Jim Croce

We need to talk about Jim Croce. There is SO much I could say about Jim Croce. Most important is that I miss Jim Croce, and that’s coming from someone born 21 years after his death.

Jim Croce was a prevalent voice in the American Folk movement that was underway in the 60’s and 70’s. I won’t get too into his life story here, because a great biography is posted on Jim’s official website.jim-croce

I will say that the way Jim wrote about everyday occurrences… in all their beautiful, mundane, sometimes painful glory is what makes him a truly great lyricist and musician. The first time I realized I loved Croce was when someone told me to listen to Time in a Bottle. Time in a Bottle is great, don’t get me wrong. It’s tender and aware and all things good music should be. But it wasn’t until the next song started that I knew I was listening to something special. Operator came through my headphones and I was just in a totally different world for 3 minutes and 48 seconds. He literally wrote a song about calling your ex with the intention of telling them off and that you’re fine without them, and then hanging up before the call is ever picked up on the other end.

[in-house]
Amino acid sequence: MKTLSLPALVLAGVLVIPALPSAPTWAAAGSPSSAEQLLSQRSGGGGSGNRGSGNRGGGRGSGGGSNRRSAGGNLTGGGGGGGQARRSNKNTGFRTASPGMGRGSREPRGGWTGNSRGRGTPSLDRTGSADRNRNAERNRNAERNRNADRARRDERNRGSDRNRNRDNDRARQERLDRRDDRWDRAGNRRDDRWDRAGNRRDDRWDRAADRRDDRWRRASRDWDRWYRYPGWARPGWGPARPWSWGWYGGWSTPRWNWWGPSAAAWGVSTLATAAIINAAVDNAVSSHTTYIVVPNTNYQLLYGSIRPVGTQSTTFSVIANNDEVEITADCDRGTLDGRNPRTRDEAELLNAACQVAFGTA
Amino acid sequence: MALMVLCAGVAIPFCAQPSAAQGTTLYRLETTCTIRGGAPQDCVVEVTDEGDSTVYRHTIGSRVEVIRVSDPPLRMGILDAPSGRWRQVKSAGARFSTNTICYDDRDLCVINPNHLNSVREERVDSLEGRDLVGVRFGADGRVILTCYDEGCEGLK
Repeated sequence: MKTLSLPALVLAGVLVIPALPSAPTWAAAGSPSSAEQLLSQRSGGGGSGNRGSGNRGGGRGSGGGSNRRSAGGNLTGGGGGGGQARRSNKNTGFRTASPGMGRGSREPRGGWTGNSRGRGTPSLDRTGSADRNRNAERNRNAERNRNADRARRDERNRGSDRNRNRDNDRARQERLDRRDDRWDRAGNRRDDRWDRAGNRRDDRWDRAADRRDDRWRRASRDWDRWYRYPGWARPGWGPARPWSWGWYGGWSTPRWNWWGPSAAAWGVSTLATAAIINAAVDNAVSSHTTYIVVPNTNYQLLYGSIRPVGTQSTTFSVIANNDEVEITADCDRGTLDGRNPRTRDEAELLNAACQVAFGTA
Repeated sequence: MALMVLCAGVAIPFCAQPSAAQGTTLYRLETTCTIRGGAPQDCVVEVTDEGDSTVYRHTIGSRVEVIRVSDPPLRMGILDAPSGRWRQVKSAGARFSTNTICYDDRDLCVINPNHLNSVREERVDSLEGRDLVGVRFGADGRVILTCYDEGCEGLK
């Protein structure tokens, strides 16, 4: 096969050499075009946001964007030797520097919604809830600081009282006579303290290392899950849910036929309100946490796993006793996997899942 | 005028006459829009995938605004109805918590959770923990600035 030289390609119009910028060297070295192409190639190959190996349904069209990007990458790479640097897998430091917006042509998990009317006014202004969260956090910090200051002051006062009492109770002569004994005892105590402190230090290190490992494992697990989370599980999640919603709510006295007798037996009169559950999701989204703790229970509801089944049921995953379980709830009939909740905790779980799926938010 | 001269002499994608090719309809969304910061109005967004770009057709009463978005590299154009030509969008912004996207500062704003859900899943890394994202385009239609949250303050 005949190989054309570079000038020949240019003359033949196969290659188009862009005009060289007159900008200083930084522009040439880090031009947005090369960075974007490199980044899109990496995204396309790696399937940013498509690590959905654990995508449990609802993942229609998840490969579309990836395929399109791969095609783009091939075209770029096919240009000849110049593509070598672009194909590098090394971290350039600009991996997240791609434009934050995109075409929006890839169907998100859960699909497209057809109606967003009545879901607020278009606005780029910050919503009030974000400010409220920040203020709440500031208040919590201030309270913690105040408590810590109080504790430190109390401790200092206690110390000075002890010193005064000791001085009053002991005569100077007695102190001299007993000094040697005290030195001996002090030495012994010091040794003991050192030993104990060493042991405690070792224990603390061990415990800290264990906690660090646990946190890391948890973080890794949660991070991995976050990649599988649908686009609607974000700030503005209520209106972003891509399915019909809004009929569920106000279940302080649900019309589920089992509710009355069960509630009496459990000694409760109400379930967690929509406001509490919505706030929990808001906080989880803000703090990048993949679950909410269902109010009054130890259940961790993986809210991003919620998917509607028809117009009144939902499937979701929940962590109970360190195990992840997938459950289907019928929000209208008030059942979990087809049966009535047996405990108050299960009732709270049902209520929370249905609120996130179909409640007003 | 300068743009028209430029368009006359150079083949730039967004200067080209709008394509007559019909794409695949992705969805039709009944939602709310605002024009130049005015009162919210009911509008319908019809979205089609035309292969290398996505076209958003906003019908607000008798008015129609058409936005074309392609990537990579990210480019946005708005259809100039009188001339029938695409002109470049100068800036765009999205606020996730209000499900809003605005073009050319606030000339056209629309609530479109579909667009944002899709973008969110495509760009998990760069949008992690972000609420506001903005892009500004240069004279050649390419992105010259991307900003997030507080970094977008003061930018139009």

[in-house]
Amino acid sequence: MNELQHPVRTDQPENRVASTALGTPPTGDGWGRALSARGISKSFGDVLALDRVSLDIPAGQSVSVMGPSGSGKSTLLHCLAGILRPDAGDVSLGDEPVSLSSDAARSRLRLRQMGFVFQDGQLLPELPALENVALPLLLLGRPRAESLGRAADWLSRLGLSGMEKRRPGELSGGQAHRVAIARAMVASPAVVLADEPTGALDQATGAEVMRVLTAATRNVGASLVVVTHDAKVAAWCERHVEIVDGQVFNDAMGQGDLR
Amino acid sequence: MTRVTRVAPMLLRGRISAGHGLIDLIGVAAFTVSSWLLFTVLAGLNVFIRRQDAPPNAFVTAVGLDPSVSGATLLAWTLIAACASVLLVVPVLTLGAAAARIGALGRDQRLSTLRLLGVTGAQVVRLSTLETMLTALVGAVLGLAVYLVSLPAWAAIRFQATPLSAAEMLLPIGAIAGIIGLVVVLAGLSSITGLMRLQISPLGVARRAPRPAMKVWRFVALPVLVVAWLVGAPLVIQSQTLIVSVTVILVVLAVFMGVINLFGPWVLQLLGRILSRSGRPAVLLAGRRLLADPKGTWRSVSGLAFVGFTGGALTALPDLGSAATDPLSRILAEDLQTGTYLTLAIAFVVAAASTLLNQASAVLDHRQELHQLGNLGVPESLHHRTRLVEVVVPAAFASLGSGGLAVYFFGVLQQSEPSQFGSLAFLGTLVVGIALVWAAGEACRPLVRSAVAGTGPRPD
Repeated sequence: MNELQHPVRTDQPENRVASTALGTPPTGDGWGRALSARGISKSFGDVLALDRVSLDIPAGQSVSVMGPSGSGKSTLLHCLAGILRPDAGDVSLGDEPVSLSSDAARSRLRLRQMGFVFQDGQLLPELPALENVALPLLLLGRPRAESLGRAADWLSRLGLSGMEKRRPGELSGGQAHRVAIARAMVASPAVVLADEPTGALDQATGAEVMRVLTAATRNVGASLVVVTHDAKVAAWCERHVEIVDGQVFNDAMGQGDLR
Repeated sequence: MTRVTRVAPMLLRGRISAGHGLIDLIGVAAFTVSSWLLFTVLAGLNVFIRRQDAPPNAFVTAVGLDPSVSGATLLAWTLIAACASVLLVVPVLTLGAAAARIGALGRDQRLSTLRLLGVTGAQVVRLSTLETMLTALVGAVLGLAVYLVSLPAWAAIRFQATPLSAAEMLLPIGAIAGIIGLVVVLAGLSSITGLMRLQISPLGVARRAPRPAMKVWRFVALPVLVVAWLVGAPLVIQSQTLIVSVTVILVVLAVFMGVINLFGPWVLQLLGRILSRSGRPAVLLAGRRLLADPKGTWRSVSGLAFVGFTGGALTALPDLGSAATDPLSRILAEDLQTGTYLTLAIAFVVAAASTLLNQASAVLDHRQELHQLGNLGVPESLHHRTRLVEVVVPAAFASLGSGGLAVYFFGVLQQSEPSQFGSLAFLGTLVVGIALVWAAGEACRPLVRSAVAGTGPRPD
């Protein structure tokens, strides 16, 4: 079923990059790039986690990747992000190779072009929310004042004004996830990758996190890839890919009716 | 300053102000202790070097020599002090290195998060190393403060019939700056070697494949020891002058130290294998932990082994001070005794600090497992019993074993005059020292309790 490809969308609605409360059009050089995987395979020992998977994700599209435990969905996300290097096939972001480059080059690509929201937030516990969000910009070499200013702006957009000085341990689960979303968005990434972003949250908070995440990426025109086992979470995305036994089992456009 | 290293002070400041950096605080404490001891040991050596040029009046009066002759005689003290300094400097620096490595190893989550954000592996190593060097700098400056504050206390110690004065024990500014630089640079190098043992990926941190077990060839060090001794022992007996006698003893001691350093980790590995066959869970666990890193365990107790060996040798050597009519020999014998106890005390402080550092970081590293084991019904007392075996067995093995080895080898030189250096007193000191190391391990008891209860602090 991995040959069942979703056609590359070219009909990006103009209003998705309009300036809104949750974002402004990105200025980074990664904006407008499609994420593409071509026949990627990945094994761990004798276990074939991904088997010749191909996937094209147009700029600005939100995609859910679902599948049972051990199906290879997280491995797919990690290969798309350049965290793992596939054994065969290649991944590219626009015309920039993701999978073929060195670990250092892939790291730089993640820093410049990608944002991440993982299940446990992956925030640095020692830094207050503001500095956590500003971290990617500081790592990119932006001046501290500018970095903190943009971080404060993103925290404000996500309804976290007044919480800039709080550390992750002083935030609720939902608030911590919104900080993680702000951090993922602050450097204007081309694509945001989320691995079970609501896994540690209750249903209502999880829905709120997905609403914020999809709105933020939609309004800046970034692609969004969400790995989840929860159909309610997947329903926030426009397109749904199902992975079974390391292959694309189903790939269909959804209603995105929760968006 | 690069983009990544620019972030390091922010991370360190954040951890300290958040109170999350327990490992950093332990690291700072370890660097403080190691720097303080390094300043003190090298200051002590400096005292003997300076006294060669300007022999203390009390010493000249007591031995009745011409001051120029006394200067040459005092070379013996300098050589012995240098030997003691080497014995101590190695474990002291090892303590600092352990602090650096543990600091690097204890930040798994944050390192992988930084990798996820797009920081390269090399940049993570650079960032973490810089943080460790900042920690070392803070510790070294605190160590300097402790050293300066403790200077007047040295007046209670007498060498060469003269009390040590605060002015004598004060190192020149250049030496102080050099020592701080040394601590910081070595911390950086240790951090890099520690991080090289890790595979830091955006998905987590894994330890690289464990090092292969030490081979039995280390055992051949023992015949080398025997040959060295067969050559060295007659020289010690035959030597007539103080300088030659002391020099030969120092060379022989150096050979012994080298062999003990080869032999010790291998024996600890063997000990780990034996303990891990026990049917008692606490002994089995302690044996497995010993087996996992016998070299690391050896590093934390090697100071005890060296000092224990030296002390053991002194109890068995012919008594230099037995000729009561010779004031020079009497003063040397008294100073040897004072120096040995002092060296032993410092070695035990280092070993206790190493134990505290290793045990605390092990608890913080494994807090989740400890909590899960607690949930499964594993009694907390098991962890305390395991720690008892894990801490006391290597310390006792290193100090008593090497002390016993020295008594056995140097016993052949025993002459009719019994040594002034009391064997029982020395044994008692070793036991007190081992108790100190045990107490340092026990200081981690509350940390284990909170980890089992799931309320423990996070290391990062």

He is able to take scenarios like that and weave them in with excellent guitar playing, and an always palpable energy. You probably know his hit, Bad, Bad, Leroy Brown (apparently there is a real Leroy Brown out there), but I highly encourage you to listen to his Photographs & Memories album- comprised of his greatest hits. And THEN when you’re done with that one, listen to Lost Time in a Bottle to hear some live performances. That’s truly where Croce passion shines through.

I’ve attached both albums below. This is what I’m currently listening to… hell I am probably on any given day listening to at least one Croce song. I will only cry for 10 minutes if you tell me don’t love him, but I still encourage you to do so in the comments if that’s how you feel… it’ll build some character or something.

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